Monan Professor in Theatre Arts Paula Plum delineates the six-foot coronavirus safety zone during a recent rehearsal with her students. (Lee Pellegrini)
"We are meant to go into the unknown." This is the mantra of 2020-21 Monan Professor in Theatre Arts Paula Plum, a phrase given to her by her teachers, and it is serving her well this semester as she directs a challenging and unconventional Boston College production of William Shakespeare's "Twelfth Night."
Plum's reimagining of the classic Shakespearean comedy will be presented as a film during November 19-22 through a private YouTube link accessible via the Robsham Theater Arts Center website.
"This journey has certainly been an opportunity to test our resilience, creativity, and resourcefulness," said Plum of the production. Compelled by the pandemic to pivot from a traditional stage production, Plum-an accomplished and acclaimed actor, writer, acting coach, teacher, and director-might have chosen to use the Zoom format, but had a good reason not to, she explained.
"Since the beginning of the pandemic I have spent endless hours every day, like the rest of the country, on Zoom. I am Zoomed out! I felt a great need to tell this story using a different platform, hoping that my film background, as an actor, would benefit my cast."
Plum has high praise for her Boston College cast and entire production team.
"I am so impressed with the level of commitment to the work and the advanced training and ability of the students, both in my class [The Actor and the Mask] and in the cast of 'Twelfth Night.' It has been a truly challenging journey during this pandemic, and they have met extraordinary challenges with grace and courage. The stage management team especially has executed a safety protocol that has kept us all healthy and able to continue our rigorous rehearsal schedule. We are all grateful to them for daily careful preparation of the set and props. They are top-notch professionals."
Plum is an award-winning actor with more than four decades of teaching experience that includes the "Shakespeare Work Out" for Actors Shakespeare Project, a six-week acting intensive program that focuses on voice, body, and breath. She is a founding member, resident, and teaching artist of ASP, a Boston theater company that "performs and works in found spaces, schools, and theaters to present and explore the robust language, resonant stories, and deeply human characters in Shakespeare's plays."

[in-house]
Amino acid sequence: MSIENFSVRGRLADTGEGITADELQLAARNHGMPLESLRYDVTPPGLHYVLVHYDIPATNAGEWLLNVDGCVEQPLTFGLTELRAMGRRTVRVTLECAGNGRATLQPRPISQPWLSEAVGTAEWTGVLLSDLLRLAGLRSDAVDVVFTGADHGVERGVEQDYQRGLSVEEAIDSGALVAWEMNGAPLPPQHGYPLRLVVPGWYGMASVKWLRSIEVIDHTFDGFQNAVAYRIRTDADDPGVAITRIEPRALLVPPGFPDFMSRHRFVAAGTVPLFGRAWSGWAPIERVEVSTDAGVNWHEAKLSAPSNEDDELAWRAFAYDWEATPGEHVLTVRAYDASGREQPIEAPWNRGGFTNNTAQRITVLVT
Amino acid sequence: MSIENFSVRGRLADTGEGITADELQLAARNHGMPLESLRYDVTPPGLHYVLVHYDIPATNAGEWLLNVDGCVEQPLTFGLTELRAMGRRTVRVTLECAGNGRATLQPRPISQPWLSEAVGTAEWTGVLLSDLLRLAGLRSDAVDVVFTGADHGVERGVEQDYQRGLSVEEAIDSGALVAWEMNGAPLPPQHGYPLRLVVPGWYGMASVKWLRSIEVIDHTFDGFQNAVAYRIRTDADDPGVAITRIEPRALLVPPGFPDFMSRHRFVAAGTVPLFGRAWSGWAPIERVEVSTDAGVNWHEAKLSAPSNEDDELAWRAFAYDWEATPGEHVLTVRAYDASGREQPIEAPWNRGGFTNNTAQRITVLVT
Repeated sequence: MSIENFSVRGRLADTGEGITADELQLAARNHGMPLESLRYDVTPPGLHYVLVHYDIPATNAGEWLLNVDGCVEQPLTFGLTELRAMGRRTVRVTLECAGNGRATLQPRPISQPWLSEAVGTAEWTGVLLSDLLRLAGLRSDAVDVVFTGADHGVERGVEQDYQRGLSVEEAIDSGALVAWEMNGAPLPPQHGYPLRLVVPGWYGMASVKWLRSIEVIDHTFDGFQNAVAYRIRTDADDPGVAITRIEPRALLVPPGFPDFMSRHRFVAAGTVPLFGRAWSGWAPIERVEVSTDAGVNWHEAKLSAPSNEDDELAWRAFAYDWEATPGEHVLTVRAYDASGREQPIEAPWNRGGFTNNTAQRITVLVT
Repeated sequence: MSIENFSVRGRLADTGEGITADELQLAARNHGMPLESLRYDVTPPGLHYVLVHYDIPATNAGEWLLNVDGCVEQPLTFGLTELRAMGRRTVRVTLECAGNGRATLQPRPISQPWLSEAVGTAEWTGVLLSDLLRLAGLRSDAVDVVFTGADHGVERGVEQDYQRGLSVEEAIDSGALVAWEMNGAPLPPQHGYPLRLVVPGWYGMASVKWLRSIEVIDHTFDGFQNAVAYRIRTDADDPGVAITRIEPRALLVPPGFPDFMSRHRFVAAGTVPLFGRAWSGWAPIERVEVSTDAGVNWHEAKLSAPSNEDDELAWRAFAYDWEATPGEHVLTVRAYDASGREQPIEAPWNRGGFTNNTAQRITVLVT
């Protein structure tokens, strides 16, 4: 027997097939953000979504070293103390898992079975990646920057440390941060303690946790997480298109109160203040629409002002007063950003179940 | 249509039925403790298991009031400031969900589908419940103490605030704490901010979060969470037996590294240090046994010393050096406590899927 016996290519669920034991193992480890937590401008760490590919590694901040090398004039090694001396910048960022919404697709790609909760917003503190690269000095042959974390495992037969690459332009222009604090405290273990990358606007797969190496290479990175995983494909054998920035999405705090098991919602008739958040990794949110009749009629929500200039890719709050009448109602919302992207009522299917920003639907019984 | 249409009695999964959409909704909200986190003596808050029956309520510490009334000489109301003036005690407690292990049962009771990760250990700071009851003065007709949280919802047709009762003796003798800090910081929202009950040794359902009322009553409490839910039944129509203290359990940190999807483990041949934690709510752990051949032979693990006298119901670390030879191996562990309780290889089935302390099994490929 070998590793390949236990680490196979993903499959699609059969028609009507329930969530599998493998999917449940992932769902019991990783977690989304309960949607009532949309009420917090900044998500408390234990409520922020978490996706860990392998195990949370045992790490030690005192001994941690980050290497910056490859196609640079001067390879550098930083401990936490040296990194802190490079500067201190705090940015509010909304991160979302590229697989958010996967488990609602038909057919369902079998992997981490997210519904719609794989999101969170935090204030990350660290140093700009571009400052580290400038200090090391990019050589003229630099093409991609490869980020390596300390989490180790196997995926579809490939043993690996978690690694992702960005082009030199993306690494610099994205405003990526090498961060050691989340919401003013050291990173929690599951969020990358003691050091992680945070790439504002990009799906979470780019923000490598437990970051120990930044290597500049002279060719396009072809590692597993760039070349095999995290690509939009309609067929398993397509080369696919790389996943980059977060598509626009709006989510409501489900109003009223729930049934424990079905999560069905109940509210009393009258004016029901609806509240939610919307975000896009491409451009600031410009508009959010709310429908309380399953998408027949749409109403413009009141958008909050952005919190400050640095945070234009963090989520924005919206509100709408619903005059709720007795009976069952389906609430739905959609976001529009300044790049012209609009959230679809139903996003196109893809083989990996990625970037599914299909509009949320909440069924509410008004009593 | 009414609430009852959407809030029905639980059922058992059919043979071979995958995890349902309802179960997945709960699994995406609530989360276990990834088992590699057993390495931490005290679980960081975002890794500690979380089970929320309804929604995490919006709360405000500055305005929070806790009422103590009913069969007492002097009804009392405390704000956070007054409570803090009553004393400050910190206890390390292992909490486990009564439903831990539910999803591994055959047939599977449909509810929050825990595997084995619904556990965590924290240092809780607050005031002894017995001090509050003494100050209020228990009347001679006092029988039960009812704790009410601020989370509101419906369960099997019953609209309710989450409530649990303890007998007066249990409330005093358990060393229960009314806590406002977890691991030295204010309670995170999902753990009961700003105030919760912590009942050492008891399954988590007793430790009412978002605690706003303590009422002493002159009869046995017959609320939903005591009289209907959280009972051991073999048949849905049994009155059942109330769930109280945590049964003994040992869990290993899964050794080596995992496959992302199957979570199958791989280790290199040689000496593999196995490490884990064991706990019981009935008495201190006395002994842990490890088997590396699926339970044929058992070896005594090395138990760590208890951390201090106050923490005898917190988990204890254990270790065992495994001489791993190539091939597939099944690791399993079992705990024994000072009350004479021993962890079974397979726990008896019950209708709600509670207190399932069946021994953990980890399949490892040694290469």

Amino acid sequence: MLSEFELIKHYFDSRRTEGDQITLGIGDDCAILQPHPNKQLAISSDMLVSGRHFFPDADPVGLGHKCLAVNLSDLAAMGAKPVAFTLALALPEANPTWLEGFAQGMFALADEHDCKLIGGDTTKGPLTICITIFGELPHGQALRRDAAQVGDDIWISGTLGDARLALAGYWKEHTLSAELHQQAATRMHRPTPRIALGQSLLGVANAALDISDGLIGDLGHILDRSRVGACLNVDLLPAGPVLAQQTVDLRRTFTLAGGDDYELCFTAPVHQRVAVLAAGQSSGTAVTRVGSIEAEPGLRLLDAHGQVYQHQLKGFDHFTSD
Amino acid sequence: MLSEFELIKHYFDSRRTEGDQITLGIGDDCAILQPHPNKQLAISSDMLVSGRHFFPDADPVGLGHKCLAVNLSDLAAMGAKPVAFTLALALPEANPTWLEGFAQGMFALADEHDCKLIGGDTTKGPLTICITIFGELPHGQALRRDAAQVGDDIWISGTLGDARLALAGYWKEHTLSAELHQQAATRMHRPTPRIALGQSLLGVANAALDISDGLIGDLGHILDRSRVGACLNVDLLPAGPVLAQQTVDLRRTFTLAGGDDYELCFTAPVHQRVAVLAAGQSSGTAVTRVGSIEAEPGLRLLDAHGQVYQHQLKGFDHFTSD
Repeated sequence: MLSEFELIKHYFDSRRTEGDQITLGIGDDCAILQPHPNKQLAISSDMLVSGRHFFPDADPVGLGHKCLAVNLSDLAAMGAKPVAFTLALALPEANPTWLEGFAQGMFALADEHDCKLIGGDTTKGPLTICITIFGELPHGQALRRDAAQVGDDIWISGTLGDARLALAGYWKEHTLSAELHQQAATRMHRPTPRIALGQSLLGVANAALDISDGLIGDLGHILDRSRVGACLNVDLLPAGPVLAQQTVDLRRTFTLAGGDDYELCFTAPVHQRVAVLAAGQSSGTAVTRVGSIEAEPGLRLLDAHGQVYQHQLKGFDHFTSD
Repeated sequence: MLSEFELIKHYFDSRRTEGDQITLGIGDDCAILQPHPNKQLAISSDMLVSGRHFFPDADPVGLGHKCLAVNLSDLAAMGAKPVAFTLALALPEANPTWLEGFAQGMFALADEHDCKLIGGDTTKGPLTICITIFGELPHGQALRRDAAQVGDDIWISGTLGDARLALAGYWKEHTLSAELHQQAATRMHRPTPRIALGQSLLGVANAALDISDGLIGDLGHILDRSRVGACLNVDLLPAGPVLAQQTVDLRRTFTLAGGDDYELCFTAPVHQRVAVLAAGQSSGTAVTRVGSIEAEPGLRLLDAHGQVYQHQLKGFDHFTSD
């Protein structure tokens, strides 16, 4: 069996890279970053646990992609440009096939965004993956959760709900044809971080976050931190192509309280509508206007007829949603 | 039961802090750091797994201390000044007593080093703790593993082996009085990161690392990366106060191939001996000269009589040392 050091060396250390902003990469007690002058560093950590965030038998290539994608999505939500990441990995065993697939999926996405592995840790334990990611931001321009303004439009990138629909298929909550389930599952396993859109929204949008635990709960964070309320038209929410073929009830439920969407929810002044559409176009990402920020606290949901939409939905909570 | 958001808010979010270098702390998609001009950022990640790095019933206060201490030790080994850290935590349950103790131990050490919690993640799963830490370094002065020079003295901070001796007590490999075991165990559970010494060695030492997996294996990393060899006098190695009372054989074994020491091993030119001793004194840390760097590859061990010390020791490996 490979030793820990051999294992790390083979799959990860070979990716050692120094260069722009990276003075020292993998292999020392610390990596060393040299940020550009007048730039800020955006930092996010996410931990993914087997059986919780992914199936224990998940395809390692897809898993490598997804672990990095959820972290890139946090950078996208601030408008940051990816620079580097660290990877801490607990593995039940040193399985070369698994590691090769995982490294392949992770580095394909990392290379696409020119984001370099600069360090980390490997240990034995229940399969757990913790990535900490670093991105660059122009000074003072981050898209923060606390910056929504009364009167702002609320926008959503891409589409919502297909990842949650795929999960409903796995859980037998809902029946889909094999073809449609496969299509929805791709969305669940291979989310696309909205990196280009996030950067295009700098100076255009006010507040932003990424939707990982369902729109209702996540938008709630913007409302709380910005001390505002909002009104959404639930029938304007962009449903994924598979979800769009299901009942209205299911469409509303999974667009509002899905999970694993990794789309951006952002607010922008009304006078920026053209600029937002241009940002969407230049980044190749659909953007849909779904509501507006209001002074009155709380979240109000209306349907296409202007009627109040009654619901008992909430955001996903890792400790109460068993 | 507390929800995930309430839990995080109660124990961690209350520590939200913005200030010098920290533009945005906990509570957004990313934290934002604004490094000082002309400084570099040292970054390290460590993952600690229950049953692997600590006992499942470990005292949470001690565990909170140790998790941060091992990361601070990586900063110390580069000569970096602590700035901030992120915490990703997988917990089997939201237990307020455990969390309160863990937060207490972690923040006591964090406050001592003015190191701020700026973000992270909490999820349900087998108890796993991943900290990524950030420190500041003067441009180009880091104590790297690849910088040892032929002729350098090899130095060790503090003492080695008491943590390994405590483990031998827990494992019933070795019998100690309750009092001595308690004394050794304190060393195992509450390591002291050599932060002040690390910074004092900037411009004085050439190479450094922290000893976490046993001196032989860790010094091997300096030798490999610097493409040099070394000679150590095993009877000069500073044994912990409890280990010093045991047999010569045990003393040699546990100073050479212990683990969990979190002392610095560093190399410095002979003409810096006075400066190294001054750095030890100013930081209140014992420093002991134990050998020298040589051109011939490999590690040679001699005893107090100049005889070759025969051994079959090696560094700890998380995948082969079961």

For her wide body of stage credits, she has won four Independent Reviewers of New England Awards for Best Actress ("Wit," "Miss Price," "The Heiress," and "Plum Pudding") and three Elliot Norton Awards for Best Actress ("Who's Afraid of Virginia Woolf," "Lost in Yonkers," and "Miss Witherspoon"). Plum also was selected by the Boston Theater Critics Association to receive the 2004 Elliot Norton Award for Sustained Excellence, which pays tribute to the recipient's body of work and their "outstanding contributions to theater in Boston."
In 2009, Plum was one of five actors nationwide to be awarded a three-year grant from the William and Eva Fox Foundation for a resident actor fellowship at Boston's SpeakEasy Stage Company. She also has numerous directing credits-including as artistic director for the annual "A Christmas Celtic Sojourn" production staged in Boston and elsewhere in New England-and will teach Directing II at BC next semester.
Despite her celebrated professional career and extensive body of work, Plum has found her BC production a very different, sometimes daunting undertaking.
"I have never directed a film and I am learning as I go, along with the cast, how filming a play in front of a green screen works," she said, referring to the backdrop used in making composite images for film and TV productions. "They have been generous with my learning curve."
That learning experience, she added, has been significant for all involved in the production. "We have learned how to be patient with each other and how to protect each other. We have had to 'socially distance' every moment of the play. The team has gone to extraordinary lengths so that we remain healthy. Jackie Dalley [associate professor of the practice of theatre], our brilliant costume designer, created masks to match each costume."
Stage Manager Ally Lardner, a BC senior, concurred. "Thanks to the support of the crew, creativity of the production team, and the endless talent and flexibility of the cast, we've been able to come together safely on a stage and create something unprecedented in the most unprecedented of times."
It is important, Plum added, to embrace nontraditional means of presenting theater productions such as 'Twelfth Night'.
"The goal is to tell the story, and theater people will find the means. For the 'Twelfth Night' audience, I hope that what sings out is the spirit behind the production: that, despite the odds, we have managed to make something beautiful during a time of great crisis and uncertainty."
The Monan Professorship in Theatre Arts was established in 2007 by a gift to Boston College in honor of the late University Chancellor and former President J. Donald Monan, S.J. The position, which also commemorates the late trustee E. Paul Robsham, enables the Theatre Department to bring nationally and internationally known professionals to Boston College to teach and work with undergraduate students.
For more on information on "Twelfth Night," visit bc.edu/theatre.
Rosanne Pellegrini / University Communications / November 2020